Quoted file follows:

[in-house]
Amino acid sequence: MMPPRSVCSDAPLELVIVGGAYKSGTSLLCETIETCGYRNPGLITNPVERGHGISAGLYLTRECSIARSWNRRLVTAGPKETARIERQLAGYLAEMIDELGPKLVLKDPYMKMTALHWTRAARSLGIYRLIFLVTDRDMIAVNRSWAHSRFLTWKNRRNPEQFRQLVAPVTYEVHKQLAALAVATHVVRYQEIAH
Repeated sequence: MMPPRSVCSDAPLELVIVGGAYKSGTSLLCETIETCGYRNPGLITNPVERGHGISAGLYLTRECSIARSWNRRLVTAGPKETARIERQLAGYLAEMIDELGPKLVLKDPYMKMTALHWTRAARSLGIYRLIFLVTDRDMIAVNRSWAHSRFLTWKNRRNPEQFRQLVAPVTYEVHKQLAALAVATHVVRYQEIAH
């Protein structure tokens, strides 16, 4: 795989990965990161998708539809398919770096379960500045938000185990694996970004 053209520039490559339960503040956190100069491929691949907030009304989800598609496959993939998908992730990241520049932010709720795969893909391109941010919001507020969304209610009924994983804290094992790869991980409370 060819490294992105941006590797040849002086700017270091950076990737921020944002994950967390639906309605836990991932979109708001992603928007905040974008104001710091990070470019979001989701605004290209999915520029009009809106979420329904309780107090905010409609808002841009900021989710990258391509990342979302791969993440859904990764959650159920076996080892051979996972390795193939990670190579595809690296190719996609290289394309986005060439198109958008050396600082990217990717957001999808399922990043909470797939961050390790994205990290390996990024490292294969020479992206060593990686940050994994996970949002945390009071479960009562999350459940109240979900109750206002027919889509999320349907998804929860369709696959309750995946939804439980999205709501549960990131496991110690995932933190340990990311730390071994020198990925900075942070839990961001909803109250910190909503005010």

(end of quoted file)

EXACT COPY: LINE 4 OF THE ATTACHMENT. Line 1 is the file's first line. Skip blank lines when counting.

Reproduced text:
């Protein structure tokens, strides 16, 4: 795989990965990161998708539809398919770096379960500045938000185990694996970004 053209520039490559339960503040956190100069491929691949907030009304989800598609496959993939998908992730990241520049932010709720795969893909391109941010919001507020969304209610009924994983804290094992790869991980409370 060819490294992105941006590797040849002086700017270091950076990737921020944002994950967390639906309605836990991932979109708001992603928007905040974008104001710091990070470019979001989701605004290209999915520029009009809106979420329904309780107090905010409609808002841009900021989710990258391509990342979302791969993440859904990764959650159920076996080892051979996972390795193939990670190579595809690296190719996609290289394309986005060439198109958008050396600082990217990717957001999808399922990043909470797939961050390790994205990290390996990024490292294969020479992206060593990686940050994994996970949002945390009071479960009562999350459940109240979900109750206002027919889509999320349907998804929860369709696959309750995946939804439980999205709501549960990131496991110690995932933190340990990311730390071994020198990925900075942070839990961001909803109250910190909503005010």